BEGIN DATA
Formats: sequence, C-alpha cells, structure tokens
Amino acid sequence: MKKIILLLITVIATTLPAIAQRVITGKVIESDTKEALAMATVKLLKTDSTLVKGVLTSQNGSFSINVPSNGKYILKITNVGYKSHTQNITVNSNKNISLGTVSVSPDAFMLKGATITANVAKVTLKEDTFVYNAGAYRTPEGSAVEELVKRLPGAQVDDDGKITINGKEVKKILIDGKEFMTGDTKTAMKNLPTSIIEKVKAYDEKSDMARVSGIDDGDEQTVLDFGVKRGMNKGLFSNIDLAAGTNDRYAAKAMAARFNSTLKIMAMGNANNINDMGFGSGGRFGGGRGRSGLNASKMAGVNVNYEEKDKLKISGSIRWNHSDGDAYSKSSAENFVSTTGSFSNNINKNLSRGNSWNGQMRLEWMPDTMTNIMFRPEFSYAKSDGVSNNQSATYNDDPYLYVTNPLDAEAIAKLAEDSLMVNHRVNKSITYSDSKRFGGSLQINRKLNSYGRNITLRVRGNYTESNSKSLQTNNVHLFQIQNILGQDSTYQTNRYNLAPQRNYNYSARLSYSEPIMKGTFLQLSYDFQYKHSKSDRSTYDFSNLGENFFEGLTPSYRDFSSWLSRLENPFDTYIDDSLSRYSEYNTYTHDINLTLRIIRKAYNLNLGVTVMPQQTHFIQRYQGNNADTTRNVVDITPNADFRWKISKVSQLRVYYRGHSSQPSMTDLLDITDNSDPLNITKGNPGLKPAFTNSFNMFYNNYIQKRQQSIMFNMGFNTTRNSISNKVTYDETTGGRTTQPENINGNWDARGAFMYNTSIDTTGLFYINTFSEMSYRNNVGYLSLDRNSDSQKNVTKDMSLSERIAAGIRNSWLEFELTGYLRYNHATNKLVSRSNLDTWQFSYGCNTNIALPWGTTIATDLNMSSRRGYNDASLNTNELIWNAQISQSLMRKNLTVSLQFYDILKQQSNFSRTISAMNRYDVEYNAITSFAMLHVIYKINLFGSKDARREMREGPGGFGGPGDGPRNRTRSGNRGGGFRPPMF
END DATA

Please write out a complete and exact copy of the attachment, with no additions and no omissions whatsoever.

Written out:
Formats: sequence, C-alpha cells, structure tokens
Amino acid sequence: MKKIILLLITVIATTLPAIAQRVITGKVIESDTKEALAMATVKLLKTDSTLVKGVLTSQNGSFSINVPSNGKYILKITNVGYKSHTQNITVNSNKNISLGTVSVSPDAFMLKGATITANVAKVTLKEDTFVYNAGAYRTPEGSAVEELVKRLPGAQVDDDGKITINGKEVKKILIDGKEFMTGDTKTAMKNLPTSIIEKVKAYDEKSDMARVSGIDDGDEQTVLDFGVKRGMNKGLFSNIDLAAGTNDRYAAKAMAARFNSTLKIMAMGNANNINDMGFGSGGRFGGGRGRSGLNASKMAGVNVNYEEKDKLKISGSIRWNHSDGDAYSKSSAENFVSTTGSFSNNINKNLSRGNSWNGQMRLEWMPDTMTNIMFRPEFSYAKSDGVSNNQSATYNDDPYLYVTNPLDAEAIAKLAEDSLMVNHRVNKSITYSDSKRFGGSLQINRKLNSYGRNITLRVRGNYTESNSKSLQTNNVHLFQIQNILGQDSTYQTNRYNLAPQRNYNYSARLSYSEPIMKGTFLQLSYDFQYKHSKSDRSTYDFSNLGENFFEGLTPSYRDFSSWLSRLENPFDTYIDDSLSRYSEYNTYTHDINLTLRIIRKAYNLNLGVTVMPQQTHFIQRYQGNNADTTRNVVDITPNADFRWKISKVSQLRVYYRGHSSQPSMTDLLDITDNSDPLNITKGNPGLKPAFTNSFNMFYNNYIQKRQQSIMFNMGFNTTRNSISNKVTYDETTGGRTTQPENINGNWDARGAFMYNTSIDTTGLFYINTFSEMSYRNNVGYLSLDRNSDSQKNVTKDMSLSERIAAGIRNSWLEFELTGYLRYNHATNKLVSRSNLDTWQFSYGCNTNIALPWGTTIATDLNMSSRRGYNDASLNTNELIWNAQISQSLMRKNLTVSLQFYDILKQQSNFSRTISAMNRYDVEYNAITSFAMLHVIYKINLFGSKDARREMREGPGGFGGPGDGPRNRTRSGNRGGGFRPPMF